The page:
Monday, February 2, 2009

The Sentimental Scientist

The geniuses that designed our building optimized teaching and office space but literally designed the building without any storage space. While we have become quite adept at finding and using microstorage "hide in plain sight" spaces it just seems that the labs especially are an avalanche waiting to happen.

So, I have been on one of my periodic purges (no irony intended). And at the bottom and back of a desk drawer we use as a spectrometer table for the teaching IR I found this collection of objects:

What we have here is the high school chemistry text that I used in grade 11 and 12. The safety glasses that I wore through graduate school and the last CNDO/2 program that I ran with punched cards (it was an optimization of the torsion angle in the dithionite dianion).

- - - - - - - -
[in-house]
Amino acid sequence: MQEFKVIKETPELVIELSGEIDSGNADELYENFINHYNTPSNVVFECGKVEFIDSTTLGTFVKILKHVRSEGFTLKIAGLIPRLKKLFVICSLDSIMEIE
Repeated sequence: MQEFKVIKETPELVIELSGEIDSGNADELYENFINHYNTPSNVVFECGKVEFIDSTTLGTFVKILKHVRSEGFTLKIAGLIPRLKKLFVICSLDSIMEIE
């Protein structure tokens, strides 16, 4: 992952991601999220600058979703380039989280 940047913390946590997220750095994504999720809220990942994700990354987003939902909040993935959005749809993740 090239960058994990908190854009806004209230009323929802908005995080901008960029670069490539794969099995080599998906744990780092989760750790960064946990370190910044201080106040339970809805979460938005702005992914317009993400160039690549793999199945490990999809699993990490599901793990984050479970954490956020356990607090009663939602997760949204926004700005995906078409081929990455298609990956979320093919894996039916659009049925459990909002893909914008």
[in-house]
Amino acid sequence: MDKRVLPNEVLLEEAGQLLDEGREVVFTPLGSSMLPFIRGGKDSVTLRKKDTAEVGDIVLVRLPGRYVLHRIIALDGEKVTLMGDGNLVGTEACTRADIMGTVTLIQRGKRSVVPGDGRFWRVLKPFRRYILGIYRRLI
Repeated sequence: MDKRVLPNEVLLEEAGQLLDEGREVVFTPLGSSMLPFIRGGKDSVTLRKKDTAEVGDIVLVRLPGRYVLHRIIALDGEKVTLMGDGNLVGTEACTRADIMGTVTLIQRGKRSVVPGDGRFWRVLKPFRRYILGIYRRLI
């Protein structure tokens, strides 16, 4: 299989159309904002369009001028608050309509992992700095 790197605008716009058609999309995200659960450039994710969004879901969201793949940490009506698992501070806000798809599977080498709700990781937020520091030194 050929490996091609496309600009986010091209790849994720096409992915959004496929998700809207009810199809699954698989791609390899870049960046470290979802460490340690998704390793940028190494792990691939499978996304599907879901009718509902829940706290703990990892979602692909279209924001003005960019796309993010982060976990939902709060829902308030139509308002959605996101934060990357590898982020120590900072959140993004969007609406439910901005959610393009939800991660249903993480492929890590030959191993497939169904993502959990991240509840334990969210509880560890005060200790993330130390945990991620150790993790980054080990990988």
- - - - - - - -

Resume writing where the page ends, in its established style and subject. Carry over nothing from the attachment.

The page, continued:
Sentimental fool that I am I have kept these incidental objects, the flotsam and jetsam of a life in science, for decades for no other reason than the tactile joy and nostalgia they bring to me. They went back into the drawer but really, am I alone in doing this? Should I just grow up and move on? Does anyone else have an irrational scientific memory drawer? What is in it?

Have a good week people, play safe.

4 comments:

Chemgeek said...

Keep the punch cards at least. Those are a glorious connection to a long gone world.

Ψ*Ψ said...

How do those work? As someone from the GaussView generation, I can't quite wrap my head around them.

Chemjobber said...

No, you're not the only one. I have a piece of chalk from my first class as a TA and I also have my 12th grade AP chemistry text.

Walt said...

I r a math teechur... I recently went to ebay and bought a K&E wooden/laminate slide rule like I had in HS and also a TI SR-11 calculator (that even did square root!!!) like I had in my final year in HS ('76). But I do have most of my texts and notes from college ('78-'85).

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For a while it was all about research and then it was all about teaching and now it's all about trying to find a balance while teaching at a small liberal arts and science university.